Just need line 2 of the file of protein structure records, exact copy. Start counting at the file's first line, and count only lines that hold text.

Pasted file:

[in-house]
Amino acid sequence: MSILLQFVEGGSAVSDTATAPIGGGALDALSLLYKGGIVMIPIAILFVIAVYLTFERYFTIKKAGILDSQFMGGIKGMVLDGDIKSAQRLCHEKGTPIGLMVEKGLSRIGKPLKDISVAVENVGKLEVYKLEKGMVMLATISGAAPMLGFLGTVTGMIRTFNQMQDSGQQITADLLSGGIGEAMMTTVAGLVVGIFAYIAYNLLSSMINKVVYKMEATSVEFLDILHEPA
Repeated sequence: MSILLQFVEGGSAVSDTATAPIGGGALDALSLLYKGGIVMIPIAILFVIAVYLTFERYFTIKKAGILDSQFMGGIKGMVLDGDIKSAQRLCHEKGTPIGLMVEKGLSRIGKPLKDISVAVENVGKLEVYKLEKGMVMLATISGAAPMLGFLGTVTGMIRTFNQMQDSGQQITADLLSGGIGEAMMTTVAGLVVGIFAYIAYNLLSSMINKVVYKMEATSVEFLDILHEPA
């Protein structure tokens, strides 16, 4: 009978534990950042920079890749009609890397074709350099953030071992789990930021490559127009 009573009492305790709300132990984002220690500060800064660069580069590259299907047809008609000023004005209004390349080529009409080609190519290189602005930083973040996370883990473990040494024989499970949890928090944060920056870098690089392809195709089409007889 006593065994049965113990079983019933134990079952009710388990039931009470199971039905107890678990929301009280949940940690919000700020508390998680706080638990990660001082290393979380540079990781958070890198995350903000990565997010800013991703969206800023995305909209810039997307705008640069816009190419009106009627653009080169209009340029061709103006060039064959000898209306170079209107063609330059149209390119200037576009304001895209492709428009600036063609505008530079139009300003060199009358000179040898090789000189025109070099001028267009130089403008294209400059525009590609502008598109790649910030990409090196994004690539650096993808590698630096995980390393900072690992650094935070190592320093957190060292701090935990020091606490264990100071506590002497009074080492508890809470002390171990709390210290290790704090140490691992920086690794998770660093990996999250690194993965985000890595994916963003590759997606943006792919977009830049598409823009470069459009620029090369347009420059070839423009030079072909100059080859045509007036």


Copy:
Amino acid sequence: MSILLQFVEGGSAVSDTATAPIGGGALDALSLLYKGGIVMIPIAILFVIAVYLTFERYFTIKKAGILDSQFMGGIKGMVLDGDIKSAQRLCHEKGTPIGLMVEKGLSRIGKPLKDISVAVENVGKLEVYKLEKGMVMLATISGAAPMLGFLGTVTGMIRTFNQMQDSGQQITADLLSGGIGEAMMTTVAGLVVGIFAYIAYNLLSSMINKVVYKMEATSVEFLDILHEPA